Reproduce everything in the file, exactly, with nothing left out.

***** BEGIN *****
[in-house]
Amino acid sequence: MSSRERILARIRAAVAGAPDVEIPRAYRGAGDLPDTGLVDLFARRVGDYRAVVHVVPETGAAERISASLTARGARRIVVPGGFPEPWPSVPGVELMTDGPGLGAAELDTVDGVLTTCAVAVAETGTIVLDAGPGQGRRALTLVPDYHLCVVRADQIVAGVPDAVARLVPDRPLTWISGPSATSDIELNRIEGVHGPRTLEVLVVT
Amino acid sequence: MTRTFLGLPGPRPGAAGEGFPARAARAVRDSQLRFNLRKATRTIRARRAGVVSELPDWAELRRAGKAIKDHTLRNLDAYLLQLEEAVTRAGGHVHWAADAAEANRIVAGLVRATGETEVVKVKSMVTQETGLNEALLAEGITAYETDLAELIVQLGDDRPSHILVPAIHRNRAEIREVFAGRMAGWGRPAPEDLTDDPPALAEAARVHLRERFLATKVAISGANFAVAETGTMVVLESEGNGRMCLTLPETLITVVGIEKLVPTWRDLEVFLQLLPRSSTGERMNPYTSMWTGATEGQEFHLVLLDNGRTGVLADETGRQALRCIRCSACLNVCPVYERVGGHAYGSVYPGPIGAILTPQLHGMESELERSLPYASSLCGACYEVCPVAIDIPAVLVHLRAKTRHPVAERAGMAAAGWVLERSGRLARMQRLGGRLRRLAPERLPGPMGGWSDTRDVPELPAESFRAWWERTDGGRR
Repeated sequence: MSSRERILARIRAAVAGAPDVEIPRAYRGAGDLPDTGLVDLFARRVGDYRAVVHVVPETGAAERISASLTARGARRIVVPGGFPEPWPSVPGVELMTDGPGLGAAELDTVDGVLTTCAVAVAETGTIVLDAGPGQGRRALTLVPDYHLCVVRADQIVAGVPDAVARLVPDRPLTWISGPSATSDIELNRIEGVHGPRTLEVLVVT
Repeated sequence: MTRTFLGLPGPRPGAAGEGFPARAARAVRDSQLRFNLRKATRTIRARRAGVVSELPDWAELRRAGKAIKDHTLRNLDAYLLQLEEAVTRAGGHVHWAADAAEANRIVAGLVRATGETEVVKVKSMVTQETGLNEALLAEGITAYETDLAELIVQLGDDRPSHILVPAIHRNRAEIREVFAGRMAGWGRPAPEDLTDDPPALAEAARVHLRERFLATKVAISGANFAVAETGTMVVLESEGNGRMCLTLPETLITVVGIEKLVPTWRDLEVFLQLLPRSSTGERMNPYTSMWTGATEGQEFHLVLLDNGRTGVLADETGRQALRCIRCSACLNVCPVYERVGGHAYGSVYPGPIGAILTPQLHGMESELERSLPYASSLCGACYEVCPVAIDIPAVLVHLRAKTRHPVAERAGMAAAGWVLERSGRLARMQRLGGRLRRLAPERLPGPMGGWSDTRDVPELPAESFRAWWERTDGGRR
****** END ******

[in-house]
Amino acid sequence: MSSRERILARIRAAVAGAPDVEIPRAYRGAGDLPDTGLVDLFARRVGDYRAVVHVVPETGAAERISASLTARGARRIVVPGGFPEPWPSVPGVELMTDGPGLGAAELDTVDGVLTTCAVAVAETGTIVLDAGPGQGRRALTLVPDYHLCVVRADQIVAGVPDAVARLVPDRPLTWISGPSATSDIELNRIEGVHGPRTLEVLVVT
Amino acid sequence: MTRTFLGLPGPRPGAAGEGFPARAARAVRDSQLRFNLRKATRTIRARRAGVVSELPDWAELRRAGKAIKDHTLRNLDAYLLQLEEAVTRAGGHVHWAADAAEANRIVAGLVRATGETEVVKVKSMVTQETGLNEALLAEGITAYETDLAELIVQLGDDRPSHILVPAIHRNRAEIREVFAGRMAGWGRPAPEDLTDDPPALAEAARVHLRERFLATKVAISGANFAVAETGTMVVLESEGNGRMCLTLPETLITVVGIEKLVPTWRDLEVFLQLLPRSSTGERMNPYTSMWTGATEGQEFHLVLLDNGRTGVLADETGRQALRCIRCSACLNVCPVYERVGGHAYGSVYPGPIGAILTPQLHGMESELERSLPYASSLCGACYEVCPVAIDIPAVLVHLRAKTRHPVAERAGMAAAGWVLERSGRLARMQRLGGRLRRLAPERLPGPMGGWSDTRDVPELPAESFRAWWERTDGGRR
Repeated sequence: MSSRERILARIRAAVAGAPDVEIPRAYRGAGDLPDTGLVDLFARRVGDYRAVVHVVPETGAAERISASLTARGARRIVVPGGFPEPWPSVPGVELMTDGPGLGAAELDTVDGVLTTCAVAVAETGTIVLDAGPGQGRRALTLVPDYHLCVVRADQIVAGVPDAVARLVPDRPLTWISGPSATSDIELNRIEGVHGPRTLEVLVVT
Repeated sequence: MTRTFLGLPGPRPGAAGEGFPARAARAVRDSQLRFNLRKATRTIRARRAGVVSELPDWAELRRAGKAIKDHTLRNLDAYLLQLEEAVTRAGGHVHWAADAAEANRIVAGLVRATGETEVVKVKSMVTQETGLNEALLAEGITAYETDLAELIVQLGDDRPSHILVPAIHRNRAEIREVFAGRMAGWGRPAPEDLTDDPPALAEAARVHLRERFLATKVAISGANFAVAETGTMVVLESEGNGRMCLTLPETLITVVGIEKLVPTWRDLEVFLQLLPRSSTGERMNPYTSMWTGATEGQEFHLVLLDNGRTGVLADETGRQALRCIRCSACLNVCPVYERVGGHAYGSVYPGPIGAILTPQLHGMESELERSLPYASSLCGACYEVCPVAIDIPAVLVHLRAKTRHPVAERAGMAAAGWVLERSGRLARMQRLGGRLRRLAPERLPGPMGGWSDTRDVPELPAESFRAWWERTDGGRR